Teddy bears are fuzzy and cute. Flowers are fresh. Handwritten tributes are clean and clear.
Then, time and weather take their toll.
After weeks or months – in some cases, years – the makeshift memorials on utility poles or trees around Akron deteriorate.
The teddy bears turn soggy and gray. Flowers wilt. Handwritten tributes become illegible.
Rather than serving as a tribute to someone who died, they become an eyesore.
A group of block watch leaders in West Akron is asking City Council to consider limiting how long these memorials can be displayed. They suggest the city remove them after a certain period, perhaps two weeks or a month.
“We are not insensitive to the issues,” said Gerald Stafford, president of the Beechwood Block Club. “How long is long enough to have it out there? It does have the tendency to bring the neighborhood down.”
Stafford had a firsthand view of the ugly side of the impromptu memorials with one erected on a light pole down the street from his Beechwood Drive home. Candles left burning around the memorial — put up to honor a 19-year-old Akron man shot and killed after a fight with another man over a gun in August — caught the stuffed animals on fire. Neighbors had to rush to extinguish the blaze.
Residents haven’t been able to get rid of a message spray-painted in white in the middle of the street: “RIP (Rest in Peace) Juice,” which was the nickname of the man who was killed.
Stafford, Ivory Alexander and Zenobia Lathan, who head the three West Akron block clubs nicknamed “The Woods” because the streets have the word “wood” in their names, recently wrote a letter to Council President Marco Sommerville, who represents Ward 3, urging him to consider legislation limiting the memorials. They say they have the support of the other 15 to 20 residents who regularly attend their block club meetings.
Sommerville and Councilman Russel Neal Jr., who represents the nearby Ward 4, also in West Akron, are studying the issue and looking at how other communities have addressed it. They hope to craft legislation that responds to the concerns raised by residents, while being sensitive to those who put up the memorials. They are considering offering a permanent marker as a replacement — possibly where the makeshift memorial stood or on a tribute wall elsewhere in the city.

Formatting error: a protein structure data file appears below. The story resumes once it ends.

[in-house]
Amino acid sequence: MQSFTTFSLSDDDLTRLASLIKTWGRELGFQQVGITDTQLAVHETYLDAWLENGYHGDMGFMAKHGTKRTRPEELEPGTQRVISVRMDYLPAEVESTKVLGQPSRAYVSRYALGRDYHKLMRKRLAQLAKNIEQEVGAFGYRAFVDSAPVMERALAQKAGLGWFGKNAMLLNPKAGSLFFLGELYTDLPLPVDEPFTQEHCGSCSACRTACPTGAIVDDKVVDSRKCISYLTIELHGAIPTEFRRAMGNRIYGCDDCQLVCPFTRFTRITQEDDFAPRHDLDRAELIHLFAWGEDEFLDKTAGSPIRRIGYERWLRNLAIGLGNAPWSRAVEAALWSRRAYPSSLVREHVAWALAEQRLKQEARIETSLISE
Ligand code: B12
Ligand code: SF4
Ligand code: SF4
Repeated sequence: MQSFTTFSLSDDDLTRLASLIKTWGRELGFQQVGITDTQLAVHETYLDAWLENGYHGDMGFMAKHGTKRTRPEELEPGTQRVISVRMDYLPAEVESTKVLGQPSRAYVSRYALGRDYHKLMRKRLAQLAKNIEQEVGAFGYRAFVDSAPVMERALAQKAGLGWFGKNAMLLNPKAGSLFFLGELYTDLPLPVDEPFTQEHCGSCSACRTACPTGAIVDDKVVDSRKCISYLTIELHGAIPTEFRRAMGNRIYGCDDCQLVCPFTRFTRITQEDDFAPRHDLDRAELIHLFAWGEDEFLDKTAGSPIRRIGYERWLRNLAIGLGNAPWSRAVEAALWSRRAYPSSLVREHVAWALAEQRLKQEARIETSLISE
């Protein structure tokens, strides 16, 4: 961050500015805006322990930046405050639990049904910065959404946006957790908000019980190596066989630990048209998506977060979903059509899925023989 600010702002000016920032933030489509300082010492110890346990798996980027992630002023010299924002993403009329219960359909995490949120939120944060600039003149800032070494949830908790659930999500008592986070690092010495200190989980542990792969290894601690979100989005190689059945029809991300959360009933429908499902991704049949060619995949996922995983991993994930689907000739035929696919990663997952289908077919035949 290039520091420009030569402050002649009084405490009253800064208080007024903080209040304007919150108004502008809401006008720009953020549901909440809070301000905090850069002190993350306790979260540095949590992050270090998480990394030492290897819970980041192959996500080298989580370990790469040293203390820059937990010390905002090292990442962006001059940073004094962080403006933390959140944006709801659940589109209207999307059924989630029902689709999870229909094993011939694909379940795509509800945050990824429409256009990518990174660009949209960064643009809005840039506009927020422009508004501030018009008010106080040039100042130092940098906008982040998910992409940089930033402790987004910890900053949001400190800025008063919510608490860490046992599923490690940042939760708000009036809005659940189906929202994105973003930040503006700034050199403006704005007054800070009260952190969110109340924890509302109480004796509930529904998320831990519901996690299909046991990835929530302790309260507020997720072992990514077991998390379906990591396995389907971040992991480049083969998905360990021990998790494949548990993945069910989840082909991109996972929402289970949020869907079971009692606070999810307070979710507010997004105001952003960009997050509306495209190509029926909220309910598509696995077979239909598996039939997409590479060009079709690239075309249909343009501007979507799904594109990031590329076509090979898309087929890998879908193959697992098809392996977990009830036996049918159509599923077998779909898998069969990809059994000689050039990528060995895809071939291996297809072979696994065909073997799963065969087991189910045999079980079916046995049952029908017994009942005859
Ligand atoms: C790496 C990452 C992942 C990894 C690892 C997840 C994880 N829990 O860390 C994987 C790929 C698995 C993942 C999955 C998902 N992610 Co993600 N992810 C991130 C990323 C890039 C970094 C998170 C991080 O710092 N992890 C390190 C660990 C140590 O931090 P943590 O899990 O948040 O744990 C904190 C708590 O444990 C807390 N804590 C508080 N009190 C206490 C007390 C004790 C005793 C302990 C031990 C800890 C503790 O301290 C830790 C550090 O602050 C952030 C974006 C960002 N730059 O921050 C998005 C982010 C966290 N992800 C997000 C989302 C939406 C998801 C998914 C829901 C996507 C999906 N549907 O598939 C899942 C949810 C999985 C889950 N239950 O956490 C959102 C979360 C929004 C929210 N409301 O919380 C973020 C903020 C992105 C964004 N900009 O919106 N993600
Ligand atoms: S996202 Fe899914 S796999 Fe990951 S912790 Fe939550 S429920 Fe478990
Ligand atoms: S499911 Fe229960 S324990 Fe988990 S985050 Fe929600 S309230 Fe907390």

“We want to find a way, when we do lose people, that we can acknowledge it and honor it,” said Sommerville, who owns a funeral home and has handled the services of some of those being memorialized.
Besides considering the memorials unsightly, the block club presidents say they provide a constant reminder of crime in their neighborhood.
Some of the memorials are in honor of people killed in an accident, like a car crash, but many are for people who have been shot or beaten to death.
“These things are just reminding us of how many homicides we have in our area,” said Lathan, president of the Fernwood Block Club and a Fernwood resident for 30 years.
The block club presidents have been trying to figure out how many memorials there are in Akron. They’ve found more in their neighborhood than elsewhere in the city, though they know of a few in other neighborhoods and realize there might be others they haven’t heard about. They recently took the Beacon Journal on a tour of the ones they’ve found.
The tour began on Beechwood, with the memorial that caught on fire. The memorial mysteriously disappeared after a recent block club meeting where the memorial issue was discussed. The grass around the pole is charred from the fire and bits of paper and tape still are visible on the pole. The spray-painted message remains in the street.
The next stop was the largest memorial the residents know about: on a utility pole at the corner of Copley Road and Mercer Avenue. It was put up in honor of a 3-month-old girl who died when she was thrown from a car in an accident in August 2010. More than 30 dirty, soggy stuffed animals, baby blankets and fake flowers are attached to the pole. One teddy bear has a burned spot on its head from a candle.
The memorial is in front of the former Handel’s, where the girl’s name and “RIP” are spray-painted in blue on one of the boarded-up windows.
The third stop was a much smaller memorial on a tree on the devil’s strip at Hillwood and Work drives, where a 24-year-old Akron man was found shot in his car in May 2010.